Q From Ted Setterington: Please can you explain how we came to egg things on?
A That form of the idiom is interesting. I hadn’t previously come across it as an impersonal construction; it’s more usually as to egg somebody on, meaning to encourage or incite a person to take some action that’s often often inappropriate, dangerous or illegal. Here’s an example of your version:
“People are emotional, agitated, so they are easy to influence. It doesn’t take much to egg things on,” he said.
Oakland Tribune, 10 Jul. 2010.
And here’s one in the form that appears more often:
Party-loving Mike hit the dance floor with other stripping pals at a boozy 40th birthday bash for one of his Sports Direct chain workers. Other guests egged them on with shouts of “More” and ”Get ’em off”
The Sun (London), 5 Sep. 2011. Several photographs were attached, but I’ll spare you those.
Despite its spelling, it has nothing to do with actual ova. Those involved are not being persuaded into their actions through fear of being pelted with eggs or of being left with egg on their faces, nor are eggs employed in any other way. The source is quite different and its spelling is accidental, the result of orthographical convergence.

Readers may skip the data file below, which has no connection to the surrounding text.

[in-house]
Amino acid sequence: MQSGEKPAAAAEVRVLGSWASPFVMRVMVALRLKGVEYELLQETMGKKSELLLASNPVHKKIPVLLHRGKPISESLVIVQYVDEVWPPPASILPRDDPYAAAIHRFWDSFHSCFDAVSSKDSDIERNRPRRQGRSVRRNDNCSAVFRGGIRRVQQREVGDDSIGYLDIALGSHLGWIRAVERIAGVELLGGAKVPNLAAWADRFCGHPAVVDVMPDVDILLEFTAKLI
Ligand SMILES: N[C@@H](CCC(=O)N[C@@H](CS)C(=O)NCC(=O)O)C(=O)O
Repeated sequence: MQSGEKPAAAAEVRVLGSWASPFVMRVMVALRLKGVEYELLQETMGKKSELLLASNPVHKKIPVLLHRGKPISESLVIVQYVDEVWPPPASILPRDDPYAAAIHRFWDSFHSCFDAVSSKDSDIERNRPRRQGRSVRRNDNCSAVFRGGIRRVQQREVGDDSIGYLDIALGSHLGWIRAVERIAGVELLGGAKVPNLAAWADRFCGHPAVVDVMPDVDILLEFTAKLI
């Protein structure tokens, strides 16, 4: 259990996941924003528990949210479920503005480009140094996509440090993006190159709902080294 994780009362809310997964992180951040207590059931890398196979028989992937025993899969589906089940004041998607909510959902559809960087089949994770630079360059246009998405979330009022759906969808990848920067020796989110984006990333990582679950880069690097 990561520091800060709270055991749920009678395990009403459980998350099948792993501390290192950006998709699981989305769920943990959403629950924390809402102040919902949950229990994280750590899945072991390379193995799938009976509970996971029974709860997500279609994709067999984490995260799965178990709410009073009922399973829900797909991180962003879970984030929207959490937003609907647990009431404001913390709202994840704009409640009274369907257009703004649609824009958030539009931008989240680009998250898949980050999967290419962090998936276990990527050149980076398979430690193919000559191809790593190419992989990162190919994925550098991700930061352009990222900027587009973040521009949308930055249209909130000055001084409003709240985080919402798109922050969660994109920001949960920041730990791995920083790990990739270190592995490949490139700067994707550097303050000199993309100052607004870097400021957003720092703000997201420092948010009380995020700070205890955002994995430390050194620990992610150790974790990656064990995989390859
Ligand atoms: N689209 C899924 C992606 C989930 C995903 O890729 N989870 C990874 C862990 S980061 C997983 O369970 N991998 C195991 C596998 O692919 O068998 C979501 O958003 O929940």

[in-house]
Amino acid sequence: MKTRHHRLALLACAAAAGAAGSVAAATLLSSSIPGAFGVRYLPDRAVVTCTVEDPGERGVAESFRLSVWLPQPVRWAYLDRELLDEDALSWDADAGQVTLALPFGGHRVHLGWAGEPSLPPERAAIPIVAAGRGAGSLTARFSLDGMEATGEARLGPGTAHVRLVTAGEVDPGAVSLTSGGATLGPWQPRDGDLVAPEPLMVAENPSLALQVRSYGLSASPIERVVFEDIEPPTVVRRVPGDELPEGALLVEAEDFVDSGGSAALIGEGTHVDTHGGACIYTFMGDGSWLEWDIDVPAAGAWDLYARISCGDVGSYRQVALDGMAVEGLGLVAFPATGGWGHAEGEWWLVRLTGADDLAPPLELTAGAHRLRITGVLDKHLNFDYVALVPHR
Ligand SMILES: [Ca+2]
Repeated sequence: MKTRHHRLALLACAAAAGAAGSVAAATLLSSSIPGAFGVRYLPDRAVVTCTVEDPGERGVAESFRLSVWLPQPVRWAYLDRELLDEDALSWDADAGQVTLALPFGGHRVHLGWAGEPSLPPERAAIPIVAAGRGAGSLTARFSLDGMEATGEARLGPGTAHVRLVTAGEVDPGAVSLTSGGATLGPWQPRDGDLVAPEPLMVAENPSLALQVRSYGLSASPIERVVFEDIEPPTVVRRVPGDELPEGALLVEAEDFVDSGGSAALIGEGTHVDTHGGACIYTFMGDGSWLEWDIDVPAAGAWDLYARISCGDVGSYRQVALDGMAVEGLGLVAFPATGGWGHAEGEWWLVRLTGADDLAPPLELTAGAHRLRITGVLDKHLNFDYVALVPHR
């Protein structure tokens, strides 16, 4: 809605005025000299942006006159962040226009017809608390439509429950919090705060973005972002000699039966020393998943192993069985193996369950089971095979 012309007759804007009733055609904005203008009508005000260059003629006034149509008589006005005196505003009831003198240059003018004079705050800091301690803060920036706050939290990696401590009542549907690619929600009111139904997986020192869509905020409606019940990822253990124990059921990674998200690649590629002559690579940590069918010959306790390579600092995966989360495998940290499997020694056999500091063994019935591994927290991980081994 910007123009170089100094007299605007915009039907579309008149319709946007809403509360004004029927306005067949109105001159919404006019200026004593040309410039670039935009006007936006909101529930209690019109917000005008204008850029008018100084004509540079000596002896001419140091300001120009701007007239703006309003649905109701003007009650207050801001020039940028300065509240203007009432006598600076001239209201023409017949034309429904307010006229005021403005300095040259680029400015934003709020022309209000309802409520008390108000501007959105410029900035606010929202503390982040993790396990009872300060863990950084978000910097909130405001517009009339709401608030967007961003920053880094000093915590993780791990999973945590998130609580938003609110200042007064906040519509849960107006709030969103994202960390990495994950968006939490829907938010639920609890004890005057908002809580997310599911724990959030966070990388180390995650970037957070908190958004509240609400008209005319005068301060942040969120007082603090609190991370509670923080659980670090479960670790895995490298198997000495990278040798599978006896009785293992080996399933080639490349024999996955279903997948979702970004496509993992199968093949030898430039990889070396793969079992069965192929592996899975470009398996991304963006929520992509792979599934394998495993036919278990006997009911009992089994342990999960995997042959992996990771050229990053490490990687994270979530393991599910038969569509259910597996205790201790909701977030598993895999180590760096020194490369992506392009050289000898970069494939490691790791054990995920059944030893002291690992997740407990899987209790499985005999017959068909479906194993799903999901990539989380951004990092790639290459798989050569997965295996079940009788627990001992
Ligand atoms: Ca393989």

The origin is actually the Old Norse eggja, to incite, which is related to Old English ecg, an edge, and to the Middle Low German eggen, to harrow. That might suggest you egg somebody on by poking them in the back with something sharp, but the connection doesn’t seem to be so literal. Anyhow, the word came into English around the year 1200, initially in the sense of provoking or tempting a person. Our modern form isn’t so ancient, but old enough, appearing in the middle of the sixteenth century.
By the time egg somebody on had appeared, the spelling had changed through being influenced by eggs of the consumable sort.
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